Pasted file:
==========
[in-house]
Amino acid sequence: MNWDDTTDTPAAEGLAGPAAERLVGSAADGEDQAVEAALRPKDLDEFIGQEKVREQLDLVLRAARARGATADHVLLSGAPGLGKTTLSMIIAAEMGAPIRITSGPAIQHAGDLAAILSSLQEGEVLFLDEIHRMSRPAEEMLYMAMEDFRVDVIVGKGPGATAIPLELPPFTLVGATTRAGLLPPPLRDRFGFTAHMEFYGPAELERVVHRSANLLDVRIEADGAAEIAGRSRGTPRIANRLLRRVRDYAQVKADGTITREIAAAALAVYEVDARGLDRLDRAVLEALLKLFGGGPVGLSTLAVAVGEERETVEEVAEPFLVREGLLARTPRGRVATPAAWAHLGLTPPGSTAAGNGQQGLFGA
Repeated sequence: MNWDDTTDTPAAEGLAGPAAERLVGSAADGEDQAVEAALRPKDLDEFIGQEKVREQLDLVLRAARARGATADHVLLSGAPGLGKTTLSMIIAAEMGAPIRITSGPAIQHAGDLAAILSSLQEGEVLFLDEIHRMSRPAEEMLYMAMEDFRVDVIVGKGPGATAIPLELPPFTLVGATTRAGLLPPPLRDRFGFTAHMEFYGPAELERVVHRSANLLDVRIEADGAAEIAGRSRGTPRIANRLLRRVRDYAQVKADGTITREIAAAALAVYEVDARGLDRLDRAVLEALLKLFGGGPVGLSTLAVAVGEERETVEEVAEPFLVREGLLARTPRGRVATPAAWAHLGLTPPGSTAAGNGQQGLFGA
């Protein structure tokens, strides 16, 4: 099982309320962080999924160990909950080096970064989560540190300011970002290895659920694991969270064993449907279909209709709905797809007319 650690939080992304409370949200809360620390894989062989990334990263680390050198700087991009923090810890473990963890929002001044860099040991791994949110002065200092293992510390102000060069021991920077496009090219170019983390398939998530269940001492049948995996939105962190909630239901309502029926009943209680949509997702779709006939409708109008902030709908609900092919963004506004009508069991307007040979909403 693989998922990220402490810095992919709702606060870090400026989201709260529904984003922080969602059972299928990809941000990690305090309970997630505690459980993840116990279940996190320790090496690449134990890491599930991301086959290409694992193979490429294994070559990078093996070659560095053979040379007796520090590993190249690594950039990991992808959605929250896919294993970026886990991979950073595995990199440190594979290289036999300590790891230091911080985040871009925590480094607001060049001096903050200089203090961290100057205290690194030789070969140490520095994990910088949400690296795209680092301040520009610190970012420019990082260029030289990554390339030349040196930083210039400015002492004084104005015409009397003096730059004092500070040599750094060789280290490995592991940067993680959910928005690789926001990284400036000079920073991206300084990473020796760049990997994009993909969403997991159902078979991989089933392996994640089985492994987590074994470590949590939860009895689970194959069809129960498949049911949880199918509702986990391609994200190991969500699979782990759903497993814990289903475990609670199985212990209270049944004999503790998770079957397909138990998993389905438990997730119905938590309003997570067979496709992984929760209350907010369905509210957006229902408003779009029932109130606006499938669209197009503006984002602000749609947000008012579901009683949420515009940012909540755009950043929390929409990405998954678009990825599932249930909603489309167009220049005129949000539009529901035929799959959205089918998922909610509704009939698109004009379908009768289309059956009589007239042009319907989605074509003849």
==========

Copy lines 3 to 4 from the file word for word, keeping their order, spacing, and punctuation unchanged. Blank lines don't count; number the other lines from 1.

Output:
Repeated sequence: MNWDDTTDTPAAEGLAGPAAERLVGSAADGEDQAVEAALRPKDLDEFIGQEKVREQLDLVLRAARARGATADHVLLSGAPGLGKTTLSMIIAAEMGAPIRITSGPAIQHAGDLAAILSSLQEGEVLFLDEIHRMSRPAEEMLYMAMEDFRVDVIVGKGPGATAIPLELPPFTLVGATTRAGLLPPPLRDRFGFTAHMEFYGPAELERVVHRSANLLDVRIEADGAAEIAGRSRGTPRIANRLLRRVRDYAQVKADGTITREIAAAALAVYEVDARGLDRLDRAVLEALLKLFGGGPVGLSTLAVAVGEERETVEEVAEPFLVREGLLARTPRGRVATPAAWAHLGLTPPGSTAAGNGQQGLFGA
């Protein structure tokens, strides 16, 4: 099982309320962080999924160990909950080096970064989560540190300011970002290895659920694991969270064993449907279909209709709905797809007319 650690939080992304409370949200809360620390894989062989990334990263680390050198700087991009923090810890473990963890929002001044860099040991791994949110002065200092293992510390102000060069021991920077496009090219170019983390398939998530269940001492049948995996939105962190909630239901309502029926009943209680949509997702779709006939409708109008902030709908609900092919963004506004009508069991307007040979909403 693989998922990220402490810095992919709702606060870090400026989201709260529904984003922080969602059972299928990809941000990690305090309970997630505690459980993840116990279940996190320790090496690449134990890491599930991301086959290409694992193979490429294994070559990078093996070659560095053979040379007796520090590993190249690594950039990991992808959605929250896919294993970026886990991979950073595995990199440190594979290289036999300590790891230091911080985040871009925590480094607001060049001096903050200089203090961290100057205290690194030789070969140490520095994990910088949400690296795209680092301040520009610190970012420019990082260029030289990554390339030349040196930083210039400015002492004084104005015409009397003096730059004092500070040599750094060789280290490995592991940067993680959910928005690789926001990284400036000079920073991206300084990473020796760049990997994009993909969403997991159902078979991989089933392996994640089985492994987590074994470590949590939860009895689970194959069809129960498949049911949880199918509702986990391609994200190991969500699979782990759903497993814990289903475990609670199985212990209270049944004999503790998770079957397909138990998993389905438990997730119905938590309003997570067979496709992984929760209350907010369905509210957006229902408003779009029932109130606006499938669209197009503006984002602000749609947000008012579901009683949420515009940012909540755009950043929390929409990405998954678009990825599932249930909603489309167009220049005129949000539009529901035929799959959205089918998922909610509704009939698109004009379908009768289309059956009589007239042009319907989605074509003849």